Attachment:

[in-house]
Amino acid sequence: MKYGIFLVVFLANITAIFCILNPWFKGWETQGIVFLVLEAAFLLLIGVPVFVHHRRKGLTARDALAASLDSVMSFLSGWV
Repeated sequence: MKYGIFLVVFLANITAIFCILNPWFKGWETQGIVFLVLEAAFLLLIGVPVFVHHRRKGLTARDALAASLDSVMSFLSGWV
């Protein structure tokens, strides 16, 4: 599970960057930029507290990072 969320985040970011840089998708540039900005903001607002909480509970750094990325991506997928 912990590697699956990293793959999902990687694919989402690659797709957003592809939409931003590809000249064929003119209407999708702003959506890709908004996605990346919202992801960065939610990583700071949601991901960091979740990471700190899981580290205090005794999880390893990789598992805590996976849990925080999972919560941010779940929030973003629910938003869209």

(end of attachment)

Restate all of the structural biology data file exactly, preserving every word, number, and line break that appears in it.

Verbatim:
[in-house]
Amino acid sequence: MKYGIFLVVFLANITAIFCILNPWFKGWETQGIVFLVLEAAFLLLIGVPVFVHHRRKGLTARDALAASLDSVMSFLSGWV
Repeated sequence: MKYGIFLVVFLANITAIFCILNPWFKGWETQGIVFLVLEAAFLLLIGVPVFVHHRRKGLTARDALAASLDSVMSFLSGWV
């Protein structure tokens, strides 16, 4: 599970960057930029507290990072 969320985040970011840089998708540039900005903001607002909480509970750094990325991506997928 912990590697699956990293793959999902990687694919989402690659797709957003592809939409931003590809000249064929003119209407999708702003959506890709908004996605990346919202992801960065939610990583700071949601991901960091979740990471700190899981580290205090005794999880390893990789598992805590996976849990925080999972919560941010779940929030973003629910938003869209």